FT pulls apart austerity economics

The Financial Times has this morning produced a blinding set of graphs which highlight how fiscal austerity has negatively impacted on the GDP of various European economies.

The Financial Times (£) has this morning produced a blinding set of graphs which highlight how fiscal austerity has had a negative impacted on the GDP of various European economies.

Essentially, the greater each government’s austerity drive the larger the drop in GDP. Are you listening, Mr Osborne? The third graph (furthest to the right) is the important one (the horizontal line depicts the level of austerity from 2009-2012 and the vertical line shows the fall in GDP.

The coup de grace is delivered, however, by Paul Krugman of The New York Times:

“Austerity was costly for the afflicted economies: the greater the tightening between 2009 and 2012, according to the International Monetary Fund, the bigger the fall in output.”

Thus, FT journalist Martin Wolf adds, “the panic that justified the UK coalition government’s turn to a long-term programme of austerity was a mistake“.

“In the long run, the fiscal deficit must close. In the short run, the UK has the chance to push growth. It should take it. So should the US.”

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62 Responses to “FT pulls apart austerity economics”

  1. Newsbot9

    He talks the same anti-British propaganda all the time, yes.

  2. Newsbot9

    Nope, you’re trying to collapse it for the deaths. The UK’s pension debt, which is on the books, is quite average.

  3. Newsbot9

    Wow, one article versus dozens showing the opposite.

  4. Mark Moore

    This only looks at the initial effect, in which case it makes sense that the more a government cuts the less the economy will grow. If you spend less, then your consumption drops – so far, so obvious.

    The case for austerity is not that it helps short term growth, it’s that it helps long term growth. It’s not difficult to borrow loads, spend it and get some phantom growth on the GDP figures. Lower debt equals more growth over the long term (at least, that’s the argument). So this doesn’t pull apart the case for austerity in the slightest. It just states what you’d expect from it.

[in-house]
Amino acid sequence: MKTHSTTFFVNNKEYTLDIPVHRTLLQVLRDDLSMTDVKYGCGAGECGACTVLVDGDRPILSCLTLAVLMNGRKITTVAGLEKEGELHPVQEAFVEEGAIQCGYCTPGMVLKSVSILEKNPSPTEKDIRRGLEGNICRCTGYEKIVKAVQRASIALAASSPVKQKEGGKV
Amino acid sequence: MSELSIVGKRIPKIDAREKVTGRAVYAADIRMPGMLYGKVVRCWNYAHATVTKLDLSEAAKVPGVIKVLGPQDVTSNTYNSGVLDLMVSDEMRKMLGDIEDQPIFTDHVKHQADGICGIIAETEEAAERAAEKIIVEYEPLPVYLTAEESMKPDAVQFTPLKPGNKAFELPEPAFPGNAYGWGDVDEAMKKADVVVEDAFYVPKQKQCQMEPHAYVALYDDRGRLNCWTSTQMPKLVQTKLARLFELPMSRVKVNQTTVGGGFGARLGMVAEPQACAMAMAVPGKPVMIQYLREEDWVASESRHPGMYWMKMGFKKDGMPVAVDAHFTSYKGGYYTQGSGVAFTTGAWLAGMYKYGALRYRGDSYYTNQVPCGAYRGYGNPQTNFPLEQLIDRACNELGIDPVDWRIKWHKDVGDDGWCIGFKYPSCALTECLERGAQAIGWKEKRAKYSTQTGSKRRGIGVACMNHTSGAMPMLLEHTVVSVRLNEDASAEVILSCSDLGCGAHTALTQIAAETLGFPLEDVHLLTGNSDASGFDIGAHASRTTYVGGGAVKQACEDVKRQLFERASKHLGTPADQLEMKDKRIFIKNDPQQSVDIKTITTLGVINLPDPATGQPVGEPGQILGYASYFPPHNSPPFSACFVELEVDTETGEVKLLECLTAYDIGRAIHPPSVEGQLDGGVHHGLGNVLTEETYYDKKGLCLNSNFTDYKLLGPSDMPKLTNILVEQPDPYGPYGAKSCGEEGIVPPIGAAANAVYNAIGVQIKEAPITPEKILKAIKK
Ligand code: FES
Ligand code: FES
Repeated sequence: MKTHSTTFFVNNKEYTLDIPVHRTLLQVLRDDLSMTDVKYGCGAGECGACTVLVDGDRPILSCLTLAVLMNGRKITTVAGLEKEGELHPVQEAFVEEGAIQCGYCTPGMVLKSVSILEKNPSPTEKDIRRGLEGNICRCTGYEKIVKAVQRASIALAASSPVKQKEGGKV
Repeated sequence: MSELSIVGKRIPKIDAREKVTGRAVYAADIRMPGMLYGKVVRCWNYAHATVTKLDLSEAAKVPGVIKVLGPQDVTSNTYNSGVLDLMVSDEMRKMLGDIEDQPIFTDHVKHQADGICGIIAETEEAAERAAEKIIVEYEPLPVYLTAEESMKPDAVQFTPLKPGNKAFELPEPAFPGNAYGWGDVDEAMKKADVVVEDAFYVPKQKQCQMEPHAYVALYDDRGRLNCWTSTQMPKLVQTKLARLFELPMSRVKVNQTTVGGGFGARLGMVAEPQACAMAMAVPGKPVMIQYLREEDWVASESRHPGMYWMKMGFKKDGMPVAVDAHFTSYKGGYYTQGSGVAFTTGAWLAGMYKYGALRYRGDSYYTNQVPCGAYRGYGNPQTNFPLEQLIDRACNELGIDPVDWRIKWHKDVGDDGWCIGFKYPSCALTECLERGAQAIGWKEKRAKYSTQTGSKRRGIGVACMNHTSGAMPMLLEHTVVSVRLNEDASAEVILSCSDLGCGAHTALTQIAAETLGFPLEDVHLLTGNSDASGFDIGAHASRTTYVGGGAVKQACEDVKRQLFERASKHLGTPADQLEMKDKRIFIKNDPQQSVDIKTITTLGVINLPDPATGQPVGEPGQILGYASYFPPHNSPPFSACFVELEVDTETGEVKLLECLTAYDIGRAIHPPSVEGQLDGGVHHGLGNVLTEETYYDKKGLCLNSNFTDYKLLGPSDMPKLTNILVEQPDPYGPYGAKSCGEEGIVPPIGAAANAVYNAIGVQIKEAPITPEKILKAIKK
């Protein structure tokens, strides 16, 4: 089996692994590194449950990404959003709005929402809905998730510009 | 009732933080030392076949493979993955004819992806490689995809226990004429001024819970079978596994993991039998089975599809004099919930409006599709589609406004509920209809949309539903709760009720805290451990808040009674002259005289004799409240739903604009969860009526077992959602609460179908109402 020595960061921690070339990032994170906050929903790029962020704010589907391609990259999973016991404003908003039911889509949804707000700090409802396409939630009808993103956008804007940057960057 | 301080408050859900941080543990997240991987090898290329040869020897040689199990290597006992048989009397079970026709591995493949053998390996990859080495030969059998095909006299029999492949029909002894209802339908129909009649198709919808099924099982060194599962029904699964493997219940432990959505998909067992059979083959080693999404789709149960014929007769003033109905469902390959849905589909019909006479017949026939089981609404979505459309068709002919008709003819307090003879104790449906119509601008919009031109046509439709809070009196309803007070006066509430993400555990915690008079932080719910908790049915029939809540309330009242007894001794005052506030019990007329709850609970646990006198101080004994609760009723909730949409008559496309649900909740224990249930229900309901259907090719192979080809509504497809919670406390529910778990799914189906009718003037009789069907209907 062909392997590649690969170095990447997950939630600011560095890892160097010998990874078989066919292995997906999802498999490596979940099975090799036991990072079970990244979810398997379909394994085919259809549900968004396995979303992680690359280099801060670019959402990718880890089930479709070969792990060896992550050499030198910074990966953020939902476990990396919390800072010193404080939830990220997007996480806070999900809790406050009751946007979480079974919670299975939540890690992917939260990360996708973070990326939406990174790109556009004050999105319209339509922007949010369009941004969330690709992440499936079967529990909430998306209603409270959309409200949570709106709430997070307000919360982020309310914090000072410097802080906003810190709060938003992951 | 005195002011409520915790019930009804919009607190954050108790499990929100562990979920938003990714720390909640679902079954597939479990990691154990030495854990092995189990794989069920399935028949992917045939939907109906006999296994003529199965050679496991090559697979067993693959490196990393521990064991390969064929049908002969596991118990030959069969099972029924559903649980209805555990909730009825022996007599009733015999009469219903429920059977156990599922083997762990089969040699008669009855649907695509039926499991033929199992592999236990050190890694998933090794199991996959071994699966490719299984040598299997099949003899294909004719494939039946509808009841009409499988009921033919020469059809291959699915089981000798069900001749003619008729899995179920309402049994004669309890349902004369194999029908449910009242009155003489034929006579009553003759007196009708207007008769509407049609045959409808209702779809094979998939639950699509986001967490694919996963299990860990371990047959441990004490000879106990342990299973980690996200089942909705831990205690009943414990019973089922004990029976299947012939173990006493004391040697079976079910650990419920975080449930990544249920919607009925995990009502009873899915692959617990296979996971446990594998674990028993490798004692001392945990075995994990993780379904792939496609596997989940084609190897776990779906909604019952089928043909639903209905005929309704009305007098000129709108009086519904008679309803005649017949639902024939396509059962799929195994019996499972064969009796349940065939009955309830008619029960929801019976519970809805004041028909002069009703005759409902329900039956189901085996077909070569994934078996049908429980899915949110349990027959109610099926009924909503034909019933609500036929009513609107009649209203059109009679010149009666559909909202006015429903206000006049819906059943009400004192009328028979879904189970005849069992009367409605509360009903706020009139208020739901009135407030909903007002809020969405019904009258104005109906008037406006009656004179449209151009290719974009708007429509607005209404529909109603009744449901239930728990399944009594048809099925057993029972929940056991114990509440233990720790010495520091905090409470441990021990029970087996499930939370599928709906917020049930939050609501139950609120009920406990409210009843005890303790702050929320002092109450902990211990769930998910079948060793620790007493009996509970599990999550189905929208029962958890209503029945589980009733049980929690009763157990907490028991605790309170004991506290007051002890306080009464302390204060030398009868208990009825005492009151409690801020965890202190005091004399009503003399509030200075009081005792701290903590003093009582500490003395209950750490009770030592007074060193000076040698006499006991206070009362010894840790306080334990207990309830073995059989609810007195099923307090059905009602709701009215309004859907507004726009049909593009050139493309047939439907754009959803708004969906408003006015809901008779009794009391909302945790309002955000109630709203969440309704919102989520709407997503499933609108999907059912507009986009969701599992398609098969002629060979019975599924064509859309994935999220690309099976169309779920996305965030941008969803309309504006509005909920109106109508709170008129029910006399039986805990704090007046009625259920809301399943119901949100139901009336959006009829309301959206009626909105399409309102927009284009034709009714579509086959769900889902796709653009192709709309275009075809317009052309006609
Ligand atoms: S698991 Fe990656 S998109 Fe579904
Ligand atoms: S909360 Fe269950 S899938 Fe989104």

5. Taylor Harrison

    LB, how, possibly, rationally, empirically, quantitively, could you say that Alan’s comment that The Great Ressession was mainly caused by the banking sector is ‘bollocks.’

    Data & extrapolation only please – let’s have a scientifically sourced debate, not ‘Hitler was a leftie’ style gibberish.

  6. Jack Johnson

    This LFF blog from the the FT is demonstrating that conservative governments are shrinking
    economies via their austerity measures, What the hell is this lunatic LB talking about? He has
    as much knowledge of history and politics as a cow pat. As he will frighten sensitive good
    people it would be best for all of humanity if you send him back to his troglodyte cave. Plus he
    cannot spell Keynesian or comprehend what it means.Democracy is vital,even for idiots, but
    this prick nees to be silenced.He is taking up too much common sense space.

  7. henrytinsley

    I suggest you go to a library and read up on history instead of spouting ignorant nonsense.

  8. WillORNG

    Plenty of right wingers deny it was six million let alone seven.Hitler was centrist economically centrist and an authoritarian.still you avoid the point that digging the output gap deeper is failed economics that kills poor weak vulnerable people and gives swathes of America with it’s half baked healthcare let life expectancy!

  9. LB

    Plenty of reports to day that the National Socialists under Hitler killed 20 million.

    The problem you face is that under Labour the off the book debts went up by over 730 bn a year between 2005 and 2010.


    That’s come out of people’s pension money, and the the end result of that looting is that people will be destitute. The state can’t pay, not that it won’t pay.

    As for the NHS, 40,000 avoidable deaths a year. The US rate is bad at one death in 4,000 of population.

    The NHS is 1 in 1,500. Far far worse.

    I agree the US as a halfbaked health care. It’s not a good choice. It’s bad in practice as you say.

    But the NHS is far worse. BMJ figures for the UK. WHO for the USA.

  10. frak100

    Don’t waste your time arguing with LB, he’s just a right wing troll, repeating arguments I’ve seen him use elsewhere.

  11. LB

    Far from it.

    The difference is that I post evidence as to what is going on. The left and the right, choose to ignore it to the detriment of the people of this country.

    You’ve assumed that because I have a go at the left here, that must make me right wing.

    What you don’t see is how much I have a go at the right, such as the Tories on other sites.

    I’ll put that down to a lack of education and the ability to think things through, instead of jumping to conclusions.

    So back to the two core issues.

    1. What are you going to do about the 5,300 bn government debt that has been hidden of the books? Pensions.

    2. What about the 40,000 slaughtered in the NHS each year – avoidable deaths.

  12. LB

    Look at the overall level of spending.

    If you are being cut, then there are lots of departments which must be booming.

    Hint, its not welfare.

    So come on, how are you going to pay the 150 bn deficit plus interest, multiplied by 4.

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